MAR 04, 2015 8:00 AM PST

Diversity of extracellular vesicles and their cargo in cell-to-cell communication

  • Professor, Department of Internal Medicine, University of Gothenburg
      Jan Lötvall is a Professor at the Department of Internal Medicine at University of Gothenburg since 2002, and led research in 2007 that showed exosomes can transfer functional RNA molecules between cells (Nature Cell Biology, >2300 citations). Having years of experience in translational lung research, Dr Lötvall's current research also includes the biological function of exosomes and other extracellular vesicles, and their natural ability of transferring RNA between cells. Dr. Lötvall was instrumental in starting the International Society for Extracellular Vesicles (, he is the current President of the organization (2012-2016), which currently attracts >700 delegates to the annual meeting, which has a more than 20% annual growth. He was also the initiating editor for the Journal of Extracellular Vesicles in 2012, the only PubMed tracked journal in the field with an unofficial Impact Factor of 10.4. Dr Lötvall has been a fellow at the Department of Thoracic Medicine, Imperial College, London (1988-1990) and the Department of Respiratory Medicine, McMaster University, Canada (1997-98), and has approximately 250 scientific papers published or in press. He is co-Editor-in-Chief of the open access scientific journal "Respiratory Research", and is the Past President of European Academy of Allergy and Clinical Immunology (EAACI).

    Every cell in the body can release several types of extracellular vesicles (EVs), often called ”exosomes” or ”microvesicles”. These vesicles carry a wide array of molecules, including functional proteins and enzymes, as well as different RNA species (mRNA, microRNA and other species), all protected by a membrane lipid bilayer. EVs have the capacity to deliver molecular cargo to recipient cells by multiple pathways, including fusion at the level of the cell membrane, or by being internalized by cells. Current research is suggesting a wide diversity of extracellular vesicles , with diverse morphology according to electron microscopy studies, and difference in RNA and protein cargo according to bioinformatics analyses.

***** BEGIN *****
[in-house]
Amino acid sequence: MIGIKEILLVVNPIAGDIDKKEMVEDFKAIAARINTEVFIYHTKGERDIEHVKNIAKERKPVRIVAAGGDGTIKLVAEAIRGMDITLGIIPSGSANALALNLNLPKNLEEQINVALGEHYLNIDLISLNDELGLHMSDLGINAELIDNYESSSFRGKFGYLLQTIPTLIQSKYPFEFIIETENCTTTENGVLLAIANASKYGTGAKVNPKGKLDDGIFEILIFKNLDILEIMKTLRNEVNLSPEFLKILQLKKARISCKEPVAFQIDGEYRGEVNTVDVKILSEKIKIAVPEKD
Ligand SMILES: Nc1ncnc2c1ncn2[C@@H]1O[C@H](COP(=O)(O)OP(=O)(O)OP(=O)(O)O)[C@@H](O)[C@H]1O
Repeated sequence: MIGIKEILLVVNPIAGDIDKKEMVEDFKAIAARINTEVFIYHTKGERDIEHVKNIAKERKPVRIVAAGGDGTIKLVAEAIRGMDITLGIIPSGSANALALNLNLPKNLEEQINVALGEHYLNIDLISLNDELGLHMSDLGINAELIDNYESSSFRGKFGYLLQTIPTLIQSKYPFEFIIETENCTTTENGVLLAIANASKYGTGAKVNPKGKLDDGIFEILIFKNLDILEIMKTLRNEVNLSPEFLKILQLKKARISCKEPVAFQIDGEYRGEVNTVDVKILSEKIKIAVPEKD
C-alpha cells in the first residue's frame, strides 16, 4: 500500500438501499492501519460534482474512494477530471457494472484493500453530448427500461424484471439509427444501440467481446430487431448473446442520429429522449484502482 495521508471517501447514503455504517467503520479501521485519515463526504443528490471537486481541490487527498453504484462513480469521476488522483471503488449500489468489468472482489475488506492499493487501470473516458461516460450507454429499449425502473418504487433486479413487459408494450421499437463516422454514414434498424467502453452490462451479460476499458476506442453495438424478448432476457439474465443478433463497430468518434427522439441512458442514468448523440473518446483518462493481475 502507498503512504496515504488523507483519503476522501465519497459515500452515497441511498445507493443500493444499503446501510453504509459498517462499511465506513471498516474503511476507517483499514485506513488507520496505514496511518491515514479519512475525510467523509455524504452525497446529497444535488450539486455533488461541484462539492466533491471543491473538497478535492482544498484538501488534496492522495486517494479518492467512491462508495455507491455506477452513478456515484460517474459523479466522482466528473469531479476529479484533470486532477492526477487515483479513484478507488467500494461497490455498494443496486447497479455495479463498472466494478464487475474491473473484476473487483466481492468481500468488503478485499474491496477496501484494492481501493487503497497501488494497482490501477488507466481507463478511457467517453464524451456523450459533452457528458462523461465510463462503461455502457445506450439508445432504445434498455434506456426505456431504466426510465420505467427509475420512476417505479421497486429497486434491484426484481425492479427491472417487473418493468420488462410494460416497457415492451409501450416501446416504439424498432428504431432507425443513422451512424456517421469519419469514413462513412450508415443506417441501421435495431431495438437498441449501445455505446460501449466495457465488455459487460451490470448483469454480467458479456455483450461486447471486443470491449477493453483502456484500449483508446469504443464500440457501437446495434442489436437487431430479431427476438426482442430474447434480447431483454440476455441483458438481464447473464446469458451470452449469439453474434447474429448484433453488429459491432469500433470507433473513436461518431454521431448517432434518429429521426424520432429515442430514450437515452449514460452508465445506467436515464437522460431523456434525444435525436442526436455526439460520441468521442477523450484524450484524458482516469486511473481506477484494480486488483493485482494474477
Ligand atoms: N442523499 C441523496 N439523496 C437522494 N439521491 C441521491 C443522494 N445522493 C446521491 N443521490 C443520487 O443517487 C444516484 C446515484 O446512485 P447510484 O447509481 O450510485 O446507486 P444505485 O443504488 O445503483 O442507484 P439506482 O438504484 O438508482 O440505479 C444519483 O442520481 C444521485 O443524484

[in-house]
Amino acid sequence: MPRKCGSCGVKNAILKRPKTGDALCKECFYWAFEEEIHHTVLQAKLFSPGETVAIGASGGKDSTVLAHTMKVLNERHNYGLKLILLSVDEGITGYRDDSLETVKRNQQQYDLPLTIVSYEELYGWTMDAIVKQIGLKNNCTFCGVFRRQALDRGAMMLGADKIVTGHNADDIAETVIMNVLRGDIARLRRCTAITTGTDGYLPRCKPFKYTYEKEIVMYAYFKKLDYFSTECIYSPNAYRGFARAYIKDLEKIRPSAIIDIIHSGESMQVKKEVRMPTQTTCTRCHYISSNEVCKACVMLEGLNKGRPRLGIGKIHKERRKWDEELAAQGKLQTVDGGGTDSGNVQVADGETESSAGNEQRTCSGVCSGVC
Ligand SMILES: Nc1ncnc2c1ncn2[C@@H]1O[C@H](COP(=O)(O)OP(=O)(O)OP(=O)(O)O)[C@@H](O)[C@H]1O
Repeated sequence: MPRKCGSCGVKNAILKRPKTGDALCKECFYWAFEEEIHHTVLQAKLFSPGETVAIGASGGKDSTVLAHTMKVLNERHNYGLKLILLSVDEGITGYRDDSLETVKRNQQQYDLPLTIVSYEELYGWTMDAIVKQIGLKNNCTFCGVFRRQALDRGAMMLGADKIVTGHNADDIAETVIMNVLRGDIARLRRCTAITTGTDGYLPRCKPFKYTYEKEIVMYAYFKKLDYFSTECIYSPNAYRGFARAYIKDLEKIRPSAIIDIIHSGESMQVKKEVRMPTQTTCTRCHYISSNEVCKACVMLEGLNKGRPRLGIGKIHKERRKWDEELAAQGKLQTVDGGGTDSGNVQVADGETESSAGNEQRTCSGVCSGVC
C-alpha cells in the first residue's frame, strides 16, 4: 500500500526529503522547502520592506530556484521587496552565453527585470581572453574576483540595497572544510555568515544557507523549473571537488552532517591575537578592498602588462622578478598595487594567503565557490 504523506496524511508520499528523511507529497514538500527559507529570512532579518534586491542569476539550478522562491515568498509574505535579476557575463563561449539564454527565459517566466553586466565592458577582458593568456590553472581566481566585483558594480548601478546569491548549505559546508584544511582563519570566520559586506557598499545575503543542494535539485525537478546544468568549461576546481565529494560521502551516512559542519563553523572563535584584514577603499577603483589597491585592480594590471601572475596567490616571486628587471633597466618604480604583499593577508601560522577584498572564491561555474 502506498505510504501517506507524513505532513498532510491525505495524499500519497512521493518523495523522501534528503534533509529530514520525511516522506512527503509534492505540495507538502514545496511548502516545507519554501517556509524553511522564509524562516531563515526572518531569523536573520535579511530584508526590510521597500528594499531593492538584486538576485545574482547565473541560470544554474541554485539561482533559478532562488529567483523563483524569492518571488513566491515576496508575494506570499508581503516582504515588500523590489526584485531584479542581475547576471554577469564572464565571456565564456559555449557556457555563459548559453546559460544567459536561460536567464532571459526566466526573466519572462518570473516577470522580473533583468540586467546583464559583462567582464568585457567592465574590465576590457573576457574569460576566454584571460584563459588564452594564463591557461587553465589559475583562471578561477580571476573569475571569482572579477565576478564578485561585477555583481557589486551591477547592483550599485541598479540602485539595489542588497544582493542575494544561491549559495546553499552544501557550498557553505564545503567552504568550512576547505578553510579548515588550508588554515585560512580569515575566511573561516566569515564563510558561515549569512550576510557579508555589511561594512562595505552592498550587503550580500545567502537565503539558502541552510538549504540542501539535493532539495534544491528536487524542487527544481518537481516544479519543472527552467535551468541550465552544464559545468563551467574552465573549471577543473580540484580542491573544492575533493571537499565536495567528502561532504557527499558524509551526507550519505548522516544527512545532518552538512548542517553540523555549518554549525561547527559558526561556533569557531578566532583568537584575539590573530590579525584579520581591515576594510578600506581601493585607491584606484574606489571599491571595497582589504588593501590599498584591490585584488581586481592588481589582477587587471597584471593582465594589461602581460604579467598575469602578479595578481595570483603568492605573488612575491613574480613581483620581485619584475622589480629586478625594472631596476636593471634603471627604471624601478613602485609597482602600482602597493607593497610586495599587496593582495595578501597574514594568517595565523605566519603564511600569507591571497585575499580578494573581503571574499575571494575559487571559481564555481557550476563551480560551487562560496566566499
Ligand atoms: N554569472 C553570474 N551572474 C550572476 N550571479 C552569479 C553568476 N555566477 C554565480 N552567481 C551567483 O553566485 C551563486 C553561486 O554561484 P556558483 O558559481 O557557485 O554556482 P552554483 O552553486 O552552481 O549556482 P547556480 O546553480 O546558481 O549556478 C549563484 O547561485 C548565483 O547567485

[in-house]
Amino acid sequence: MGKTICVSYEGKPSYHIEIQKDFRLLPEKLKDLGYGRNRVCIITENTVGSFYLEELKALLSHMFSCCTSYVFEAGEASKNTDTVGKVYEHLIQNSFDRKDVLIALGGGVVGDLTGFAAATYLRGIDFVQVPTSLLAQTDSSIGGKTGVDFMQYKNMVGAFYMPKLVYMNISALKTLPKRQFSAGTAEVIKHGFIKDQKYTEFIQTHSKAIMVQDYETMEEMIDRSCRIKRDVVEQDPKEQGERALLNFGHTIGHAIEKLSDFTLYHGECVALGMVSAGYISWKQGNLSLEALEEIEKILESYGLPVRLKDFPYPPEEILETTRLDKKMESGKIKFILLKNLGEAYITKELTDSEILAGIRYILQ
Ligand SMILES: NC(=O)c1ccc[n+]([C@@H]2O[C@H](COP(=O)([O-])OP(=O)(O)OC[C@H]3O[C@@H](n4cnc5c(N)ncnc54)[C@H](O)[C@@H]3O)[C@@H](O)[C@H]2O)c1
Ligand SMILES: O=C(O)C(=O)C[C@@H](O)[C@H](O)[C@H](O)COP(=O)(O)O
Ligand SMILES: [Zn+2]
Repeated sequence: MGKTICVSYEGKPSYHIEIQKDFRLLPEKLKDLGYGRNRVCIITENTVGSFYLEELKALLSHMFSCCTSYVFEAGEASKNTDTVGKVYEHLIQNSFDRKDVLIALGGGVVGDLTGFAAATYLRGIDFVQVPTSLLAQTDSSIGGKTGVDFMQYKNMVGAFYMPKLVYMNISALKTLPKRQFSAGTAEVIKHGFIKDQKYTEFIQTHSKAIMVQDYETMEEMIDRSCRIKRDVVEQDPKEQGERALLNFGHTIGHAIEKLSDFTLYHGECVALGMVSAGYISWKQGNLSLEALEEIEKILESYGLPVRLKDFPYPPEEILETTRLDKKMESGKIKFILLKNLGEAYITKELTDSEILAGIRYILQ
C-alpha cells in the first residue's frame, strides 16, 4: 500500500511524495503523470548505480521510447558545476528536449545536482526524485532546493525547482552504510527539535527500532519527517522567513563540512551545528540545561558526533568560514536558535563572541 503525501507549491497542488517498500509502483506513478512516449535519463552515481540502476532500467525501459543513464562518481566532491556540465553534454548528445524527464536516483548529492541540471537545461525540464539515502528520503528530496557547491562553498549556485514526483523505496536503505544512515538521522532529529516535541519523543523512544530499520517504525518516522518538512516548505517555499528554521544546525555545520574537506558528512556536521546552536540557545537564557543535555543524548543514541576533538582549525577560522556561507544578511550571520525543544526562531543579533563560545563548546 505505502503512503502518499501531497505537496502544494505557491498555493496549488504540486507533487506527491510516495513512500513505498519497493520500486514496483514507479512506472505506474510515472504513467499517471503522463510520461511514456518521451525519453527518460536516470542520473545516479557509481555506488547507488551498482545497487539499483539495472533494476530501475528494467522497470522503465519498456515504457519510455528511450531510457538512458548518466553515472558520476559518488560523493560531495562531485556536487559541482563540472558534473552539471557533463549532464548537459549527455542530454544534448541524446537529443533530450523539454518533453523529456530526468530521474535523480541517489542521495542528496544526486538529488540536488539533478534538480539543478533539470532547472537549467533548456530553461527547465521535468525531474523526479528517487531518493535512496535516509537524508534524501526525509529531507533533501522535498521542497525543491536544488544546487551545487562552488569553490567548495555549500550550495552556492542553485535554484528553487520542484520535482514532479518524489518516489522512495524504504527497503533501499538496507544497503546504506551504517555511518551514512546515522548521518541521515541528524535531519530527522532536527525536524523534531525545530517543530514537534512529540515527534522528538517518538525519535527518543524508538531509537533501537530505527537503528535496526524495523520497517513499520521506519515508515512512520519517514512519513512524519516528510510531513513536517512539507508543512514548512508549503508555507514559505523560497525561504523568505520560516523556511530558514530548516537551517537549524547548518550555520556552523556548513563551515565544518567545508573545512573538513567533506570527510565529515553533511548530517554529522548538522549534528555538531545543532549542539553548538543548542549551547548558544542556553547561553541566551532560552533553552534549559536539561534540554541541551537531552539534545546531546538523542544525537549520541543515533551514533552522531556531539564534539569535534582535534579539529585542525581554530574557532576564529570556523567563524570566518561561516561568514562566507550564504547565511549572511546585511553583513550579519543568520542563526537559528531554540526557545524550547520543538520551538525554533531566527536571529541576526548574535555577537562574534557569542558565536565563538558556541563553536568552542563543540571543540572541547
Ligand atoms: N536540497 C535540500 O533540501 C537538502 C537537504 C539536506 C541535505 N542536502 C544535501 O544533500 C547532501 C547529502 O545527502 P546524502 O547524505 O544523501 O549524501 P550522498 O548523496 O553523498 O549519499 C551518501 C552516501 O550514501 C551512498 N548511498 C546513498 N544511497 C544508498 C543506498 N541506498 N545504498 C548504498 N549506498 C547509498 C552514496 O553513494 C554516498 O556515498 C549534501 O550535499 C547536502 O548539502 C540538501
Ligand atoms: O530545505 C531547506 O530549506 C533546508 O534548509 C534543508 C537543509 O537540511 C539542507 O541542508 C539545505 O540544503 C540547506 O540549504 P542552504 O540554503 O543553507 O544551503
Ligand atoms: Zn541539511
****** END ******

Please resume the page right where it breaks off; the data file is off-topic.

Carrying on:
EVs have been implicated in several ways in disease. For example, in cancer, it has been shown that the number of EVs increase in the circulation. EVs can propagate disease in several ways, for example in cancer by enhancing angiogenesis and propagating metastasis, as well inducing immune tolerance. Furthermore, several studies today have suggested that the cargo of EVs released in disease states such as cancer, including proteins and RNA, will fundamentally change, which can explain changes in function.

    This lecture will lay the background to EVs and will discuss extensively the diversity of EVs released by single cell types in culture, and diversity of EVs in body fluids, discussing their relevance for cell-to-cell communication.

    Learning Objectives:
    • Learn about the study of extracellular vesicles and their relevance for cell-to-cell communication
    • Learn about how extracellular vesicles have been implicated in several ways in disease
    • Understand the wide diversity of extracellular vesicles, with diverse morphology according to electron microscopy studies, and difference in RNA and protein cargo according to bioinformatics analyses

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